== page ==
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Difficult Labor Days Ahead

04/19/2010 05:12 am ET | Updated May 25, 2011
  • Roger I. Abrams Richardson Professor of Law, Northeastern University; Author

Just when you thought it was safe to go back in the water ... (cue the shark music) ... the national leagues of both football and basketball appear to be heading for the rocks. Their games, of course, are just fine. The NFL just finished off a splendid season with a fabulous Super Bowl. The NBA is midway through its season with new stars blossoming and old ones inventing new tricks. The problem, however, is the labor relations systems in both sports are in trouble.

The NFL seems to be in worse shape. The owners of this socialist enterprise -- they share evenly the pot of gold from television -- have opted out of the current collective bargaining agreement, which is set to expire in 2011. That means that unless a miracle occurs by the time the free agent signing period begins in early March, the 2010-2011 season will be uncapped. The free market, rather than a collusive arrangement of the 32 owners, will determine what unrestricted free agents will be paid. Oh no! This could risk parity among the teams on the field. Tell that to the Rams that won just one game out of 16 last season or the Lions that won two -- compared with the Colts that won 14. We wouldn't want anything to happen that would risk this parity.

The NBA's collective bargaining agreement expires on July 1, 2011. The parties have been enjoying some "contentious" negotiating sessions, we are told by NBPA executive director Billy Hunter. The owners have made plain that they need substantial concessions from the players. Their soft salary cap has become squishy. The so-called "mid-level exception," the owners say, has raised the average salary from one million in 1998-99 to five million today.

For most sports fans, this stuff is really quite boring. Who cares how much these millionaires on both sides of the table earn. At the same, it is also quite frightening. No football? No basketball? I wish I could tell you that everything will be ok, but based on prior experience that does not seem likely. Both sports have suffered disruptions in play in the past. Management regularly threatens to lockout the players. We don't hear much by way of militancy from the unions, but it is still early.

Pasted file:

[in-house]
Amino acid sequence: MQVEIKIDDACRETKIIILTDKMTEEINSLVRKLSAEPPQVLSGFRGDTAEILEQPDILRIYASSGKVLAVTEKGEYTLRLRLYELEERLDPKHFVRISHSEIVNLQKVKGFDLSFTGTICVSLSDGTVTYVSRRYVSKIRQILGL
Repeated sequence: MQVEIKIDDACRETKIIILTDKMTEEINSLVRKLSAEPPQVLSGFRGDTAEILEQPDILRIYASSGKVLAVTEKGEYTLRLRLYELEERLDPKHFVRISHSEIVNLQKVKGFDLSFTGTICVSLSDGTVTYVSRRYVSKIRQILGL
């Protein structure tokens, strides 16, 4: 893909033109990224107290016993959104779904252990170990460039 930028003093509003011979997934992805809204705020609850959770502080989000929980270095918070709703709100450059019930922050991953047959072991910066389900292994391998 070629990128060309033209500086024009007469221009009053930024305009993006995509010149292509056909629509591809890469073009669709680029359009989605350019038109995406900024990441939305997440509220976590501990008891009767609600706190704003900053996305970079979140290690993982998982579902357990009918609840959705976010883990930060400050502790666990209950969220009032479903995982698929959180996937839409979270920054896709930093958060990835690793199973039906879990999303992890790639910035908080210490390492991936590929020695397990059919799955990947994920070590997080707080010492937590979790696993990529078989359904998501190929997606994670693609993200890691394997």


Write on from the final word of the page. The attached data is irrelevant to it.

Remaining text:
The NBA's David Stern is an old hand at this business game. He is certainly not intimidated by the fact that LeBron James, Carmelo Anthony and Dwyane Wade showed up at the negotiation session. Stern insists that the NBA labor system is broken and has offered to open up the League's books to the union to prove his claim. (You don't agree to do that unless you think it will back up what you say.) The NBA, he claims, will lose a total of $400 million this season. That was why the owners proposed a reduction in the players' revenue share to less than 50 percent, the institution of a "hard" salary cap, the elimination of guaranteed contracts, the revision of current player contracts and the elimination of cap exceptions. These would be sweeping revisions indeed.

By comparison, the NFL-NFLPA negotiators say things are proceedings "well." NFLPA executive director DeMaurice Smith periodically tells the media that the NFL is planning a lockout for 2011, and he may be right. The union will likely miss the steady hand of the late Gene Upshaw in negotiations, and Roger Goodell is piloting the owners for the first time. There are plenty of veterans on both sides, however.

At this point, it is best not to take anything the parties say publicly too seriously. Both negotiations are in a very preliminary stage -- assuming the NFL has given up trying to get a deal before the free agent deadline next month.

Uncertainty is a critical strategy in collective bargaining. You want your opponents to think you would be willing to do something that makes no sense -- like killing the golden goose of football or closing down the NBA. Both sets of owners know what the NHL did in 2004-2005, missing an entire season to break the union. The NFL and the NBA need their unions in order to embody their collusive arrangements in collective bargaining agreements -- this makes those arrangements exempt from the antitrust law. They just want better deals, and they are likely to eventually get some of what they want.

In the meanwhile: Don't worry. Be happy.

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